Prescription Drugs in the Media

Not sure how many of our readers are fans of the A&E show “The Glades,” but on Sunday, in a ripped-from-the-headlines move the Florida-based cop drama highlighted the Pill Mill problem that has been causing so many headaches throughout the Southeast. Read More

A Country Thing? Rx Drug Abuse Most Common In Rural Areas

Prescription drug abuse is a major point of focus for our blog, as it is a problem the scope of which is still not fully understood.  Florida has received a lot of attention for its pain clinics, but it seems the areas in which prescription drugs are mostly abused are rural (which should come as no surprise to the viewer of the OxyContin Express).

According to a new study that will appear in the Archives of Pediatrics & Adolescent Medicine (see Science Daily for the full article), rural teens are more likely to abuse prescription drugs.  With adjustments for other factors made, the study found that rural teens were 26 percent more likely than urban teens to admit to prescription drug abuse.

In general, 1 in 8 teens reported prescription drug abuse at some point in their lives, itself a rather alarming statistic.  The study suggests that the greater tendency toward prescription drug use in rural areas may be the result of a lack of availability of similar illegal drugs, such as heroin.

While a heroin shortage in rural communities may sound like a good thing, it doesn’t seem like, based on these statistics, the country life is simpler or free of drug use.  In fact, not only is prescription drug use a problem in rural communities, but treating it may be more difficult than it would be in an urban community.  Rural teens may be less likely or have a harder time finding places that will help them deal with a substance abuse problem.  It is possible that their communities do not have the same awareness level as do larger communities or have the same ability to deal with a local drug problem.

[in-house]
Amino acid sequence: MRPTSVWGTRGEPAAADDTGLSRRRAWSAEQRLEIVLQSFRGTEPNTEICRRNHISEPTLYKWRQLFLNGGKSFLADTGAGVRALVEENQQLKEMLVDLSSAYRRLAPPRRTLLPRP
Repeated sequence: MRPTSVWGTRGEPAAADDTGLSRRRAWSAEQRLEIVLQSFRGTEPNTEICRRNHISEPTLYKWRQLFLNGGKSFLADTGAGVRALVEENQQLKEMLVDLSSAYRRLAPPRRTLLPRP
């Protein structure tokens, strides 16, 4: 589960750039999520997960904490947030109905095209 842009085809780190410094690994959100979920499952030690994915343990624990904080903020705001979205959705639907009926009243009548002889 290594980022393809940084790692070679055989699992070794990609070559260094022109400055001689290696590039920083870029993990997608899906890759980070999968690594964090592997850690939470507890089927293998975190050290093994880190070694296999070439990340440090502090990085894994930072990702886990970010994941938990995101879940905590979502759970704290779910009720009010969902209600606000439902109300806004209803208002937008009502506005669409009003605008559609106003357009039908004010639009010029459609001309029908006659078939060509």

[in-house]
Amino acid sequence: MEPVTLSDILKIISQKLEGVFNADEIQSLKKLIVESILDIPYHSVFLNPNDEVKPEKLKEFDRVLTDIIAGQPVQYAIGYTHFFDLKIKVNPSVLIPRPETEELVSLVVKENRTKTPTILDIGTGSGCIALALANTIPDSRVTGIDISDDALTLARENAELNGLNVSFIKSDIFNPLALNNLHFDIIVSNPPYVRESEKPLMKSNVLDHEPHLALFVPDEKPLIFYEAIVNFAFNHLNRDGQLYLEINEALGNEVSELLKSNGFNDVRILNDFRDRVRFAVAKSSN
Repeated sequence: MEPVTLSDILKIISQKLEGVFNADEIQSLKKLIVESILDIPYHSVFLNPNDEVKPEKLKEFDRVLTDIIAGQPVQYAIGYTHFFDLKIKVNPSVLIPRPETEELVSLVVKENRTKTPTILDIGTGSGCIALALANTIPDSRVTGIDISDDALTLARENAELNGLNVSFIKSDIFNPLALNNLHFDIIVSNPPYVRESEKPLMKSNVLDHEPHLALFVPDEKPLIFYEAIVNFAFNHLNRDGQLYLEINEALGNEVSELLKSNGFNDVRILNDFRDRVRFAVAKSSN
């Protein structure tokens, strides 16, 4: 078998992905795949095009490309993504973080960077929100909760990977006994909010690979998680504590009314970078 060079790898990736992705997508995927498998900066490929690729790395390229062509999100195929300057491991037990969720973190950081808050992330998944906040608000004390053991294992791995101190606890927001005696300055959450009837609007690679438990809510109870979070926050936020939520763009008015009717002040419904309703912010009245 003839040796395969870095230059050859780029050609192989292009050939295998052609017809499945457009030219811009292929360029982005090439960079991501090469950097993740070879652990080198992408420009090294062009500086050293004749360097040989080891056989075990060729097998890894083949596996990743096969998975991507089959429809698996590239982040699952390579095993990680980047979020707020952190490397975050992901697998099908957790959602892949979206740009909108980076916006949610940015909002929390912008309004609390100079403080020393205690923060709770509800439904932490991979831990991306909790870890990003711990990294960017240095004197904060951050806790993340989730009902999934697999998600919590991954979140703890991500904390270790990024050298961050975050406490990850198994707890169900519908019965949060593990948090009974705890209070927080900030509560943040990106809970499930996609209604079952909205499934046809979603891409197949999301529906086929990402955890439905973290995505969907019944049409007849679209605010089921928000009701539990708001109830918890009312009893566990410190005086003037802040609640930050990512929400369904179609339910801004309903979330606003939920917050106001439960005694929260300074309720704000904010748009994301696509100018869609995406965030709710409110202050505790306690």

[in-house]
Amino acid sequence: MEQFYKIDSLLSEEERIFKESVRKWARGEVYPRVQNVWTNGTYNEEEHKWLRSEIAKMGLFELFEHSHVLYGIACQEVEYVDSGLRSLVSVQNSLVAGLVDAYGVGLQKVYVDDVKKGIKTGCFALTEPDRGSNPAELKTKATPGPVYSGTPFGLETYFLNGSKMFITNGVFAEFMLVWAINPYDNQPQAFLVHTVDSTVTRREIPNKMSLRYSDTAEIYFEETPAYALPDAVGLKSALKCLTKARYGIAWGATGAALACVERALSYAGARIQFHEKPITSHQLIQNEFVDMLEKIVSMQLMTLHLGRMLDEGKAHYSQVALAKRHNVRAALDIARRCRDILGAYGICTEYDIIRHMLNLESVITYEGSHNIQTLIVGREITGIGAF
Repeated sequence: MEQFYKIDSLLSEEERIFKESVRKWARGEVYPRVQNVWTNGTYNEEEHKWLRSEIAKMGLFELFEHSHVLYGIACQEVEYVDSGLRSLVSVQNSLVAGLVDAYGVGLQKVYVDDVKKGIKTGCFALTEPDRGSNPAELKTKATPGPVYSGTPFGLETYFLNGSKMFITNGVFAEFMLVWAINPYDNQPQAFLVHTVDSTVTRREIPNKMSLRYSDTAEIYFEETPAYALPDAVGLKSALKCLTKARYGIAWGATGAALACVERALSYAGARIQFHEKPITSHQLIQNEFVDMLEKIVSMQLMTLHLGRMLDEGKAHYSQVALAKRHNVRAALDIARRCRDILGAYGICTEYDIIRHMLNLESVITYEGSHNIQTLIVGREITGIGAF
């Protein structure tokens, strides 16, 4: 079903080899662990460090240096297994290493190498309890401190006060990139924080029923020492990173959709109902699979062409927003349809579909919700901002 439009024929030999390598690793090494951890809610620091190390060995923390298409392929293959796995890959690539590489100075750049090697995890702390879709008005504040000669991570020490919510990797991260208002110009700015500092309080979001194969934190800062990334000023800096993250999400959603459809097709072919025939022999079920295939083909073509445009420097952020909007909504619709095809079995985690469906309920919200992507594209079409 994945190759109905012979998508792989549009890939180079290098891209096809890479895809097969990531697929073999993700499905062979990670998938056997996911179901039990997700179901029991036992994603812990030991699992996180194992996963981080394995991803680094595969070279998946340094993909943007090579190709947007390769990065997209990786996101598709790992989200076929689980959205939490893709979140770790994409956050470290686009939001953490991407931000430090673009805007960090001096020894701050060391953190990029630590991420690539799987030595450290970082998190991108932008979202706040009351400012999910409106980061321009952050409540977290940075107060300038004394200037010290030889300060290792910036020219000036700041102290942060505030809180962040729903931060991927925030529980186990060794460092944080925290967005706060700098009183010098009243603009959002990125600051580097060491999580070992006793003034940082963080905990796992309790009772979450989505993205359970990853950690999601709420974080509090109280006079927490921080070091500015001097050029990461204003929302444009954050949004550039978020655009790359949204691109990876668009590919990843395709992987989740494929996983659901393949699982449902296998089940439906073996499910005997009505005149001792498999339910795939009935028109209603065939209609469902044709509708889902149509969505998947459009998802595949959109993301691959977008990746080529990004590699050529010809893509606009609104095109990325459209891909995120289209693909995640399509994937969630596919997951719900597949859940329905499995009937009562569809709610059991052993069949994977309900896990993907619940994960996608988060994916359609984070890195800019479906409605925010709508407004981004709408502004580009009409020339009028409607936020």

We have documented extensively in our blog that prescription drug abuse can have as many consequences as illegal drug abuse.  For parents and policymakers alike, it’s something to think about.

US: Illegal Drug Capital of the World

We’re number #1…according to the International Narcotics Control Board (INCB) (via Talk Radio News Service) the US is still the “largest market for illegal drugs in the world” with marijuana and drugs like OxyContin and Vicodin the most widely used.

Are you shocked that the United States takes this title?  Consider that an estimated 20%  of people in the US have used prescription drugs for non-medical reasons.  Considering the US population that’s not a small number of people.

It seems that Americans have decided to make their own decisions about whether or not they will medicate.  Although OxyContin can be extremely dangerous and comparable to heroin or crack cocaine when injected or smoked, people seem to find popping pills a routine experience.  Which is what makes OxyContin so addictive and so dangerous.

Want to learn more?  Check out this excellent documentary from Vanguard journalist Mariana van Zeller, the OxyContin Express:

And of course, you don’t have to wonder whether someone you know and love is abusing prescription drugs. Check out our Vicodin Test / OxyContin Test for more information and to be sure the person you love is clean.

Vicodin – The (Almost) Illegal Drug

Vicodin is a trademarked pain reliever, popular and fairly well-known in America. Its component parts are hydrocodone and paracetamol (aka acetaminophen) [interesting fact: acetaminophen increases the effect of the hydrocodone. You might think it would be the other way around, since acetaminophen is best known to us as Tylenol, but that is not the case]. Anyway, Vicodin is not your average pain-reliever; unlike ibuprofen, which is an unscheduled drug, Vicodin is a Schedule III drug, meaning it could cause moderate or low physical dependence, or a high psychological dependence if abused.

We knew this already – but did you know that the FDA voted this past summer to recommend that Vicodin should be eliminated? The advisory panel that made this decision also singled out Percocet (a combination of oxycodone and acetaminophen). As the CNN article on the subject notes, these are just recommendations from an advisory panel – but typically, the FDA follows them.

It’s certainly a controversial matter considering how much press prescription drugs in general, and Vicodin in particular, have received in the past few years.  The FDA made its recommendation based on the risk of overdose and severe liver injury, but they could have as easily made the recommendation based on drug abuse, as 9.7% of 12th graders said they tried Vicodin in 2008 (see the National Institute on Drug Abuse for more).  Prescription drugs have become the new face of illicit drug use, and the string of tragic high-profile deaths drove that home last year.